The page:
Sunday evening found Beth and I all set to cook. She made salad, and I made Chapati, an Indian flatbread which I made using whole wheat flower and water:

1.5 cups flour
2/3 cup water (or enough to make elasticky)

I sifted the flour into a bowl, dug a hole in the middle, and poured in the water. Beth’s housemate suggested using his KitchenAid, but I adore working dough with my hands, and kneading it for a while until it felt right.

I did find it to have too much water, and added a bit more flour, but it was guesswork as this is my first attempt at Chapati. Then I let it sit for 2 hours. It’s unleavened, so it doesn’t really rise, but this softens it a bit.

I rolled them out one at a time, thinner on the edges, about 5” wide; and then sprinkled some curry on them before cooking (how fancy!)

rolled out very thin

rolled out very thin

I fried them as I went, in a dry pan (smoky!) on medium heat, until I started to see darkening spots forming, then flip.

It seems that you can get them to puff up a bit if you have a flame, just put the hot cooked Chapati over it briefly. With an electric stove… well, my recipe said to press it down briefly after cooking both sides. I had minimal results with this “pressing down” theory, which is likely more my skill than anything. Since making it, I’ve read a few more recipes which say to turn the pan on high. Is this a better option for an electric-stove puffing process? Don’t know. I’ll need more practice to decide my own choice of method.

Is it puffing? Is it puffing?

Is it puffing? Is it puffing?

It’s a somewhat tough dry bread (again, unleavened), especially with using the whole wheat flour. But that makes it excellent with curries and the like. Quite a few recipes recommend Ghee or oil (added by various methods), which would yummy it up a bit. Beth and I simply dipped it in plain greek yogurt when eating.

Beth made a huge salad for dinner (and for the next few days of lunches). Lettuce from her garden, quartered artichoke hearts, cooked black beans, cooked potato pieces, onion, walnuts, organic cherry tomatoes, apple pieces, sharp cheddar cheese cubes, and Quorn (made of a mycoprotein fungus) imitation chicken pieces. Dressed it with lemon juice.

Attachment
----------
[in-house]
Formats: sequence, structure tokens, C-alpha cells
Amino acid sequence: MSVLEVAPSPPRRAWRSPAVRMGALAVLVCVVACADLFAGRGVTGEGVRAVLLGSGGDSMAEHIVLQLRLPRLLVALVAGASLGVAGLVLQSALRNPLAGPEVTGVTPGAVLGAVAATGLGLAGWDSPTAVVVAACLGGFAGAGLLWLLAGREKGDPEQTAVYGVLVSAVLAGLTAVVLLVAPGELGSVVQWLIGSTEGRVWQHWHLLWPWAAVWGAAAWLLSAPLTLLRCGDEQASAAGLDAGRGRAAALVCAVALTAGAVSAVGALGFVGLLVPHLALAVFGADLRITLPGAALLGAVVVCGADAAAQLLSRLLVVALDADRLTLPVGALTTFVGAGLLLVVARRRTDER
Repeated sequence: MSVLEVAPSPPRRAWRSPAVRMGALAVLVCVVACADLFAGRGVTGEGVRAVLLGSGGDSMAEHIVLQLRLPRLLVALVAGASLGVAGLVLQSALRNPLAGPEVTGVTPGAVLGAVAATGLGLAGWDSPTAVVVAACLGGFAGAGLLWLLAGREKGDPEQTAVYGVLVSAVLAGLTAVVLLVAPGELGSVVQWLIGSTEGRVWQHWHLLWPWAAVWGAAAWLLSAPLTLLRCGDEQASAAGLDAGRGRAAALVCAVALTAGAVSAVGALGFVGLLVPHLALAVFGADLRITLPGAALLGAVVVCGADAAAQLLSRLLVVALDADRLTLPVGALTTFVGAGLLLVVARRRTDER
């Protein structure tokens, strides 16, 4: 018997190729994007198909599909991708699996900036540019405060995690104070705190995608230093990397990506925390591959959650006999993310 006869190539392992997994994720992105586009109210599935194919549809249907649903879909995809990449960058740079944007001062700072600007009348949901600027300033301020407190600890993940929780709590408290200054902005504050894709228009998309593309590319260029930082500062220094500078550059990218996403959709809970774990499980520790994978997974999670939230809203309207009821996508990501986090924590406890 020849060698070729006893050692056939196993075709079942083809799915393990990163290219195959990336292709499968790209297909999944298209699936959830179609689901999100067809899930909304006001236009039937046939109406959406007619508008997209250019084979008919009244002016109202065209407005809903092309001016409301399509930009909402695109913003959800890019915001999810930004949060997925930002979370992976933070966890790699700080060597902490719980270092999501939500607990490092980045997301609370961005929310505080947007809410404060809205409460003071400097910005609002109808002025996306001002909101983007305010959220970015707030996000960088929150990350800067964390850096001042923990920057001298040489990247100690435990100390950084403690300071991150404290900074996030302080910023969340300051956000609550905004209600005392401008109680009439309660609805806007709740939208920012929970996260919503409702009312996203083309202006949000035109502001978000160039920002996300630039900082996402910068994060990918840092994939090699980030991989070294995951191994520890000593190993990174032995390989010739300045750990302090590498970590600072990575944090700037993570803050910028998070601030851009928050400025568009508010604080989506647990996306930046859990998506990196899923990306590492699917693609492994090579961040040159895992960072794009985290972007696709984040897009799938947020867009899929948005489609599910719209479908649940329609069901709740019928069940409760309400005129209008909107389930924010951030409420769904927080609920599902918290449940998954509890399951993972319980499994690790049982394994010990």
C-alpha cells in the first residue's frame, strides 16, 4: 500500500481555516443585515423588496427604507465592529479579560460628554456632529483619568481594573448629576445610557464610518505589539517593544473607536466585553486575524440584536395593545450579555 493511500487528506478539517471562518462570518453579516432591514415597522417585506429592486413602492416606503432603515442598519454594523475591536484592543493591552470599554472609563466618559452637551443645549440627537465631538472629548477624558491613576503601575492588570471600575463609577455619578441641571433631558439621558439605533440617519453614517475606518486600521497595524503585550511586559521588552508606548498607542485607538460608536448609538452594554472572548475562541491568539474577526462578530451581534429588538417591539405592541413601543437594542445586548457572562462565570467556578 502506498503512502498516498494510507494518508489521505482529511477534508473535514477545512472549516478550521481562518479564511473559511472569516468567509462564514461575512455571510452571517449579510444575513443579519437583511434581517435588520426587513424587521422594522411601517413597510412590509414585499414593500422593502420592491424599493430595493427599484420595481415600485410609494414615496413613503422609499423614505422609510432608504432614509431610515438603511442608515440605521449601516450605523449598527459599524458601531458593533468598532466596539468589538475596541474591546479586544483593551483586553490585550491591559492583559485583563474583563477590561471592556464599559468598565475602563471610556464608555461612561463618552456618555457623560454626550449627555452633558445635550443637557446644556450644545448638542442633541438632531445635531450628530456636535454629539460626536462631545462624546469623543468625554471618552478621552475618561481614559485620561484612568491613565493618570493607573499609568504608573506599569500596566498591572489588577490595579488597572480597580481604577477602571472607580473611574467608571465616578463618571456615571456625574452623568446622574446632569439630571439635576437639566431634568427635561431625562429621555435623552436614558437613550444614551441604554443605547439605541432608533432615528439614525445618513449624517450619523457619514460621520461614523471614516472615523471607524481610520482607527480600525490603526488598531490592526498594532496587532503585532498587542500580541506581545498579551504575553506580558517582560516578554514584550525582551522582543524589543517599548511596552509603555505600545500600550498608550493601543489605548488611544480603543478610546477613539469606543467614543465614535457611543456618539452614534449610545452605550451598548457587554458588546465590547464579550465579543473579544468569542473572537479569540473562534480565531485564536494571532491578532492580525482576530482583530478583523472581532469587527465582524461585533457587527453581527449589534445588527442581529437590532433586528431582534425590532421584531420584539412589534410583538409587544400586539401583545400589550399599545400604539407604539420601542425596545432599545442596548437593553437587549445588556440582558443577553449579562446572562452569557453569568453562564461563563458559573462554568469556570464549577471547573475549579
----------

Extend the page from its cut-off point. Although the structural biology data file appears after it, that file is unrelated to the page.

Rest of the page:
Beth at the cutting board

Beth at the cutting board

Some tangerine soda, and it was a splendid meal. But what was most lovely about it to me was the cooking together.

 There’s something so nice about a kitchen in use with good company. The past few years I have regularly gone to a potluck with friends in Olympia, where we bring ingredients rather than pre-made dishes. And it gives me such a sense of community and companionship and even purpose: I have a role, I am contributing, I feel loved (and I ensure the meal has a dessert, thank god!).

Yeah, call me sappy, but I love cooking in the kitchen with good company. Simply love it.

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6 comments to Chapatilicious

  • lambykins

    cooking with you must be a blast darlin!

  • lambykins

    p.s., what happened during the two hours? did you read a good book?

  • el

    My grandfather is from Punjab, and chapatis are probably the first thing I ever learned how to cook, standing on a chair to reach the counter in my grandma’s kitchen.

    We make our dough with 1 part water, 1 part whole wheat flour, and 1 part white flour. It makes them a little softer. I’ve never let the dough sit. Mix the water in a little bit at a time, so that you know when you’ve got enough. The dough should be a little tacky, but not sticky.

    We also roll ours out in a square, then brush with olive oil (instead of the traditional ghee. We used to use butter, but are healthier now.) Next fold in 3rds both ways. Then roll out again in a square. You can put some olive oil or butter on both sides. Sometimes I’ll do one side, put in the pan, and then do the other side. while it’s in the pan. You can use a spoon to put the olive oil on. My grandmother does use a folded up dishcloth to press her chapatis while they cook, she does have an electric stove.

    Rolling them twice will help make them puffier. Higher heat will also probably help. But if it is really smoking, it’s too hot.

    My full Punjabi aunties can make perfectly round ones! The reason we make square ones is that my grandmother, who isn’t Punjabi, could never get the hang of making them round. The aunties will remake them if they are not perfect!

    Good luck, you’ll get better with practice. You can also use leftover Indian dishes, especially things with potato, to make a filling for them. Just add before folding up. Yummy!

    You can sprinkle with salt and pepper, or even top with pb! (That was my mother’s topping of choice as a child.

    A traditional Punjabi breakfast is Chapati with plain yogurt and lemon or mango pickle. You sprinkle pepper over the yogurt as well.

  • El, that is both instructive and inspiring, thanks so much for sharing! I will try again with the folding technique, maybe even through some garlic in before the fold. And maybe even PB! :)

  • el

    Let me know how the next batch goes!

  • I like this recipe. I have made it for a family gethering event and my sister asked about ingredients…Also some of my costumers say that it’s very nice.Thanks